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Alexandra Sacristan

About My Study Abroad Program

Major/Minor: Business Major/French Minor
Program: UNC in Montpellier
Location: Montpellier, France
Term: Spring 2019


Why did you choose to study abroad and how did you select your program?
When I was eight years old I lived in Brussels, BE for four years. I quickly started to pick up French and fell in love with the language and culture. However, once I returned to the U.S. I started to lose that connection and fluidity with the language. I told myself that I had to go back and was very motivated to become fluent, finishing what I started as a young child. Because I wanted to improve my French I focused mainly on selecting a program in France and ended up torn between a program in Paris with an internship portion of the semester and the program I ended up choosing, UNC in Montpellier. In the end, with no regrets, I selected UNC in Montpellier because I truly wanted a full immersive experience. I wanted the opportunity to form a meaningful relationship with a host family, I wanted to find my favorite small coffee shop, and most of all I wanted to speak French as much as possible. As a result I chose a program that I felt allowed me to do most of those things, challenging me to speak French almost all of the time, and allowing me to partake in life as a local in a smaller city.


What did you learn about yourself?
While abroad I realized how "Type A" I could be at times. I always knew I liked a plan, however, being in an ever-changing environment forces you to do without your check list. I'm very thankful for the opportunity to live in the south of France because it gave me a glimpse into a way of life I'd like to adopt. It taught me the art of sitting at a cafe for four hours without worrying about having to be somewhere and enjoying the present moment. It relayed the importance of enjoyment, to enjoy every aspect of your life as much as you can. In order to do this I realized the key was balance - balancing work with pleasure. As a more driven, work minded individual, I learned to balance those tendencies with time for enjoyment where I gave my busy worried mind a break.


What is one of your favorite memories from your program?
My favorite memory from my time with my program was nearing the end at a group dinner where all of the students, host families, and faculty attended. We finished class early that day and everyone returned that evening to eat paella together and homemade desserts brought by each family. What made an ordinary night so special was sharing with everyone the bonds made with our host families, professors, and other students on the program. I remember my host family being so excited to meet my friends I had been excitedly chatting about over the semester. It was very interesting to see all of the family dynamics and how much everyone had grown together. We ate, we laughed, we took several horrible group photos, and the students gathered afterwards for one of our last nights together. I think this night became my favorite memory because of the feeling of family and closeness that came about the group that had been complete strangers to me four months before. It was a truly beautiful experience.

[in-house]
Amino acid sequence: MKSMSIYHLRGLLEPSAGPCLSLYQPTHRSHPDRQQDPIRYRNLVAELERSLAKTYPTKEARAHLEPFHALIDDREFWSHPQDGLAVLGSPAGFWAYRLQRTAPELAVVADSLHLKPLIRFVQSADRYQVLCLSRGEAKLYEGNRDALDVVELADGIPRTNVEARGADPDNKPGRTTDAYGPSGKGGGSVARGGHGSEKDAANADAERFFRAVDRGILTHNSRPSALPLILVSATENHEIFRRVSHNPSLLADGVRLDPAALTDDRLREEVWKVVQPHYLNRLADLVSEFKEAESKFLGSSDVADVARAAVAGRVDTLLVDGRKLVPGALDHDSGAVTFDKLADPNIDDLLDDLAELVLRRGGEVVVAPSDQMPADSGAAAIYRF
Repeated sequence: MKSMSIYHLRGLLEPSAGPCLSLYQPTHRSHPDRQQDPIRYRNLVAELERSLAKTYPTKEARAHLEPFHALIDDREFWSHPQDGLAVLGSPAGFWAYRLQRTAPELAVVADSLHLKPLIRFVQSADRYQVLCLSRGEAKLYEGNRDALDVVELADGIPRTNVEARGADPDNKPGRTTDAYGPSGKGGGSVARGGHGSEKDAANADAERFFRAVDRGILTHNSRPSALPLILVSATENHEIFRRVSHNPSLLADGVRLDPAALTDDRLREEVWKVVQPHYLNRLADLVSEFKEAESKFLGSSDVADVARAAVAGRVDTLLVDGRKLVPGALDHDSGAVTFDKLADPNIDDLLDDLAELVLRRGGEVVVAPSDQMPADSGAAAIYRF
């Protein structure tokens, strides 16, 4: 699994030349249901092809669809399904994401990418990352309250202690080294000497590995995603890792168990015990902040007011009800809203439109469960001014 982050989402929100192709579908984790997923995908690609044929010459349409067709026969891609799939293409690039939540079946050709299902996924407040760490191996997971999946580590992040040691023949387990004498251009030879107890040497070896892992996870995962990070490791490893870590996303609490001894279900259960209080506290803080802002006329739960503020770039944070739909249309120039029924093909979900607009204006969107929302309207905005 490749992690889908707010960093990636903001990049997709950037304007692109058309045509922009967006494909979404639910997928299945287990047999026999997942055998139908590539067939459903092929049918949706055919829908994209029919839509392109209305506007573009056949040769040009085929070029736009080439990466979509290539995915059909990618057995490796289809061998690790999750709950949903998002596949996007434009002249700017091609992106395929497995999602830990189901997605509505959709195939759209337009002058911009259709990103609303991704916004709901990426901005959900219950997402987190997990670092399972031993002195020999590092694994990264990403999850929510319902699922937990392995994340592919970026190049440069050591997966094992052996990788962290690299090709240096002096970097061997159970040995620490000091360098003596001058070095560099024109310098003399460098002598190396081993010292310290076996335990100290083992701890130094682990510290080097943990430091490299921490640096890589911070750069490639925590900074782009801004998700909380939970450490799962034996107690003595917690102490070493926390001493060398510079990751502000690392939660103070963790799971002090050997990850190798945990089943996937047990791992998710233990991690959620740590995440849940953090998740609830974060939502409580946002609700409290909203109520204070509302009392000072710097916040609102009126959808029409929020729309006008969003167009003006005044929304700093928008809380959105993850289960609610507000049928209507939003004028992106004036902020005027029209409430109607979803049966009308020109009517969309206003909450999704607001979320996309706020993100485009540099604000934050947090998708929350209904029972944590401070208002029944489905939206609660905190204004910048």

What advice do you have for future study abroad students?
My advice for future study abroad students is to be in the present moment. You'll really want to take everything in and to do so being present is the most important thing. I would also say be open to trying everything (so long as it's safe) because sometimes those will end up being your favorite memories or will teach you something really interesting about yourself. Finally, I would say take advantage of being able to travel but don't overdo it. I think it's very special to be able to get to know the city you are in as a local, and you can't do that if you go away every weekend. You can always go back and take a two week trip to Europe, but will you have the opportunity to live in Florence for 6 months again?


Would you do it again?
Absolutely. If I had the time in my schedule I would love to! Unfortunately I don't, but it's opened my eyes to considering career options abroad post graduation.


How were your classes abroad different than if you would have taken them at UNC?
Although some of the courses were considered the same as UNC, I am under the impression that they were quite different for a few reasons. Firstly, the professors of our courses were for the most part french natives. Because of this we were introduced to different teaching styles and didn't have the ability to interact with them in English at all. Furthermore, the biggest advantage in taking the course abroad was its applicability to your everyday life. We would review contemporary vocabulary in class and two hours later I'd find myself using it on the street. This enables really quick improvement that can push the class forward as well as cover different aspects brought up by our experiences there. I think it was more intense because our minds were switched into "french" all day, and so we worked intensely in class because we were more accustomed to it. Ultimately, although the material was similar, I believe we had a more in depth experience thanks to the easy access to practice in our environment.